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USGS Banner with Coachella Valley as seen from Keyes View in Joshua Tree National Park
Western Earth Surface Processes Team

San Andreas Fault System in the Inland Empire and Salton Trough


The vicinity of the central Transverse Ranges is a structurally complex region that is traversed by several major fault zones. The Banning, San Jacinto, and San Andreas faults are right-lateral strike-slip faults of the San Andreas transform system. The San Gorgonio Pass and Cucamonga fault zones are compressional thrust- and reverse-fault complexes. The Crafton Hills horst-and-graben complex, the Tokay Hill and Peters faults in the Cajon Pass region, and the Beaumont Plain fault complex are extensional fault zones. The compressional and extensional fault complexes owe their origin and kinematics to complications within the San Andreas transform fault system.

The Banning fault has had a complex history that includes both left- and right-lateral displacements. During middle Miocene time the ancestral Banning fault zone may have generated left-lateral displacements that juxtaposed the Peninsular Ranges block against the San Gabriel Mountains block along a regionally extensive fault system that included the Malibu Coast-Santa Monica fault. During late Miocene time the Banning fault was incorporated into the San Andreas transform system and generated 16 to 25 km of right-lateral displacement; during this period the Banning probably was the eastward continuation of the San Gabriel fault in the San Gabriel Mountains. The Banning fault was abandoned by the San Andreas system in earliest Pliocene time. In San Gorgonio Pass the Banning fault has been obscured and reactivated by low-angle Quaternary faulting of the San Gorgonio Pass fault zone. In the Coachella Valley the Banning fault has been reactivated by Quaternary strike-slip faulting related to the San Andreas fault, and has generated about 3 km of right-lateral displacement that largely has been absorbed by convergence within the San Gorgonio Pass fault zone.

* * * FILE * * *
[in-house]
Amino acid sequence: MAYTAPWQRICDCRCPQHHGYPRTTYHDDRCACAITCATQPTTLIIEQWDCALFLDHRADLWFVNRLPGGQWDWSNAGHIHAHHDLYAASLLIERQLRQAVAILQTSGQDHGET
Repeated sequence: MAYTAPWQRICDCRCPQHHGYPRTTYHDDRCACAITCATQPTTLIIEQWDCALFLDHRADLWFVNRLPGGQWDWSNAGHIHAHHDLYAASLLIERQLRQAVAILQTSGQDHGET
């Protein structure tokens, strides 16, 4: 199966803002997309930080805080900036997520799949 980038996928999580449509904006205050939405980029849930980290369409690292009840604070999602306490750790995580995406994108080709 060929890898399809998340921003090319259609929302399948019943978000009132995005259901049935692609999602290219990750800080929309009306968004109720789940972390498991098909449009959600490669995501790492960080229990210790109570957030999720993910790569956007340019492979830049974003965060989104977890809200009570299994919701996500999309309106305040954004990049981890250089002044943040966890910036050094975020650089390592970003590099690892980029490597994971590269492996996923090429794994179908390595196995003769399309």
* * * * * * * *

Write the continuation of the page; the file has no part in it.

The San Andreas fault in the vicinity of the central Transverse Ranges consists of three segments the Mojave Desert, Coachella Valley, and San Bernardino Mountains segments. The complex San Bernardino Mountains segment consists of multiple strands that had sequential movement histories. To the northwest and southeast these strands merge to form the simpler Mojave Desert and Coachella Valley segments. The San Bernardino Mountains segment of the San Andreas fault consists of three paleotectonic strands (the Wilson Creek, Mission Creek, and Mill Creek faults) and a neotectonic strand (the San Bernardino strand). Together, these four strands have generated about 160 km of right-lateral displacement and record the total history of the San Andreas fault (sensu stricto) since its inception 4 or 5 m.y. ago. The Wilson Creek and Mission Creek faults together generated about 130 km of right-lateral displacement during Pliocene and Pleistocene time. The Wilson Creek fault, the older strand, generated about 40 km of displacement before it was deformed into a sinuous trace in the vicinity of the San Bernardino Mountains; this displacement estimate is based on our proposal that the Wilson Creek fault is the offset continuation of the Punchbowl fault in the San Gabriel Mountains a structure that has about 40 km of right slip documented by other workers. In Pliocene time the Wilson Creek strand was succeeded by the Mission Creek strand, which generated the balance of the 130-km displacement before it was deformed and abandoned in late Pleistocene time. The Mill Creek strand subsequently evolved inboard (east) of the locked-up Mission Creek fault and generated about 8 km of right-slip during late Pleistocene time. Ultimately, the Mill Creek strand was abandoned as right-lateral activity shifted to the southwest front of the San Bernardino Mountains, where the neotectonic San Bernardino strand developed. The San Bernardino strand is aligned with the Coachella Valley segment of the Banning fault, but these two neotectonic right-lateral faults are separated by the San Gorgonio Pass fault zone and it is not clear that they ever formed a single throughgoing trace between the Coachella and San Bernardino valleys.